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Nicola Foote

Nicola FooteAssociate Professor, Latin American History
Phone: (239) 590-7440
E-Mail: nfoote@fgcu.edu
Office: MH 192

Ph.D., History, University College London, 2005
M.A., Area Studies, Institute of Latin American Studies, University of London, 2000
B.A., History, University College London, 1999

 

Research and Teaching Interests

Latin America and the Caribbean; race, racism and racial theory; women and gender; nationalism and national identity; migration and Diaspora. 

 

Courses Offered

  • HIS  3064 Theories and Methods in History
  • HIS  3930 Special Topics: Women and Gender in Latin America
  • LAH 3100 Colonial Latin America
  • LAH 3200 Modern Latin America
  • LAH 3470  Caribbean History
  • LAH 3724 Race in Latin America
  • LAH 3732 Popular Culture in Latin America
  • LAH 6306 Modern Latin America
  • LAH 6915 Research in Latin American History
  • LAH 6939 Seminar in Latin American History
  • WOH 1030 World Civilization 1815 to the Present
  • WOH 3221 Women in World History
  • WOH 6915 Research in World History
  • WOH 6939 Seminar in World History

 

Books

 

Articles

  • "Deconstructing the Language of Motherhood," A Contracorriente: A Journal of Social History and Literature in Latin America 10/3 (2013): 493-504. 
  • "'We Must Civilize Our Cayapa Indians': Father Antonio Metalli's Assessment of Race and Gender in Coastal Ecuador," in Erin O'Connor and Leo Garofalo, eds., Documenting Latin America: Gender, Race and Nation (New York: Pearson/Prentice Hall, 2010), pp. 131-138.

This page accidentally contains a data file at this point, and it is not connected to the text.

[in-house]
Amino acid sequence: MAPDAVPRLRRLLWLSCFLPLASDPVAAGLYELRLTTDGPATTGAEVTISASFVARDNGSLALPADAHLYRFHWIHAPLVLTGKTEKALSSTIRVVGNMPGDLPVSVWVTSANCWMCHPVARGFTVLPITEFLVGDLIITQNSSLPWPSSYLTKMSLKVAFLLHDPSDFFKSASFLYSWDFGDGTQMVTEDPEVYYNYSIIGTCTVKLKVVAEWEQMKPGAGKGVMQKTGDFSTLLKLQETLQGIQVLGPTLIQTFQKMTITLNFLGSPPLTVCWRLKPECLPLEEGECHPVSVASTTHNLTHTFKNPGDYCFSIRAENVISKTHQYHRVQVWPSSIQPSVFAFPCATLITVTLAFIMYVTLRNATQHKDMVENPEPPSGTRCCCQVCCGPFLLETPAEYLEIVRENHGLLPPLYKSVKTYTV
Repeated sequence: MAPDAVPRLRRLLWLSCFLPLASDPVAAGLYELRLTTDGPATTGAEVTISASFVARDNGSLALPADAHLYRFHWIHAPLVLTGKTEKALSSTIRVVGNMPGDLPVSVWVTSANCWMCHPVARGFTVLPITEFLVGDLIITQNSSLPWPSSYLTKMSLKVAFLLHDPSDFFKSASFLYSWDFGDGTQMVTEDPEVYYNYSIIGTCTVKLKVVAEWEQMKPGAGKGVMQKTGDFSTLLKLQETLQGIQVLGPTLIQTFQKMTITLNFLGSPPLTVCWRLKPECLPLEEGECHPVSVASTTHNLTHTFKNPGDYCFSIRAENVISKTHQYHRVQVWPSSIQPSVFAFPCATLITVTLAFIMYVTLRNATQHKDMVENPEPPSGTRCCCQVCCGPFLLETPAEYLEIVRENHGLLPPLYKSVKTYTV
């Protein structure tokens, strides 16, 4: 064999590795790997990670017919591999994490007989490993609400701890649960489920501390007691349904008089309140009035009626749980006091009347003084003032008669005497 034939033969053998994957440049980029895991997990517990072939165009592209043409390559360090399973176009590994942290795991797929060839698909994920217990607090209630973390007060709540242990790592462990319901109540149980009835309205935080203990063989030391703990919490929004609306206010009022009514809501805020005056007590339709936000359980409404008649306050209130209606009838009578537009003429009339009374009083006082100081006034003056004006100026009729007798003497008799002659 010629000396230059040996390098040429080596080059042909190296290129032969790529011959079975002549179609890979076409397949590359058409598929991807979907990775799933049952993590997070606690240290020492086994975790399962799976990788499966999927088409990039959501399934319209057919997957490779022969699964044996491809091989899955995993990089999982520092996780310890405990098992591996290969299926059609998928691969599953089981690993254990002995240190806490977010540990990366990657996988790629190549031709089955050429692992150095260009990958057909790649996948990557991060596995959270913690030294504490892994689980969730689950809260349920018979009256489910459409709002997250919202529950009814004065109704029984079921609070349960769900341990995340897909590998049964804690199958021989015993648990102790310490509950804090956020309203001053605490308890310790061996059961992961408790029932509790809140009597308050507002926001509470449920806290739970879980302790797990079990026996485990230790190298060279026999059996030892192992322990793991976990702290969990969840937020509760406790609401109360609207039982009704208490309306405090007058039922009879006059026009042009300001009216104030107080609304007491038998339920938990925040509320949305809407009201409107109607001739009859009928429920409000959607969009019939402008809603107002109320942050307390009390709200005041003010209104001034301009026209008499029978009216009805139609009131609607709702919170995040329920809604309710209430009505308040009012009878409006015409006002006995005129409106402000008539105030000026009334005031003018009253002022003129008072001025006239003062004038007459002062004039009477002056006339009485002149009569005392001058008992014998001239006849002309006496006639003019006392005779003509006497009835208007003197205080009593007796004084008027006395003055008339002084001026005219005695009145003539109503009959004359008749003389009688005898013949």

• "Luchando por la inclusión: la participación de la gente afro-esmeraldeña en la revolución de Concha," Europa & America Latina, Vol. 5 (2010), pp. 101-120.
  • “Reinventing the Inca Past: The Kingdom of Quito, Atahualpa and the Creation of Ecuadorian National Identity,” Latin American and Caribbean Ethnic Studies, Vol. 5, no. 2 (July 2010), pp. 109-130. 
  • "Manuela Saenz and the Independence of South America,” World History Connected, Vol. 7, no. 1 (2010)
  •  "Mapping the Foundations of a Modern Social Movement," A Contracorriente: A Journal of Social History and Literature in Latin America, Vol. 6, no. 3 (Spring 2009), pp. 337-347.
  • “New Perspectives on Indigenous Peasantries in Ecuador,” Journal of Peasant Studies, Vol. 35, no. 1 (2008), pp. 133-147.
  • “State, Race, and Nation in Early Twentieth Century Ecuador," Nations and Nationalism, Special Edition on Latin America, Vol. 12, no. 2 (April 2006), pp. 261-278.
  • “Rethinking Race, Gender and Citizenship: Black West Indian Women on the Atlantic Coast of Costa Rica, c.1920-1940,” Bulletin of Latin American Research, Vol. 23, no. 2 (April 2004), pp. 198-212.
  • Book reviews in Bulletin of Latin American Research, Bulletin of Spanish Studies, Canadian Journal of History, Journal of Latin American Studies, and Teachers College Record
  • Encyclopedia entries in The Encyclopedia of the African Diaspora: Origins, Experiences and Culture (California: ABC-Clio Inc/African New World Studies, 2008).

 

Conference Presentations

  • “Evangelization and Domesticity: Missionaries and the Politics of Race, Gender and Nation in Amazonian Ecuador, 1895-1965,” paper presented at the Latin American Studies Association International Congress, San Francisco, CA, 26–26 May 2012.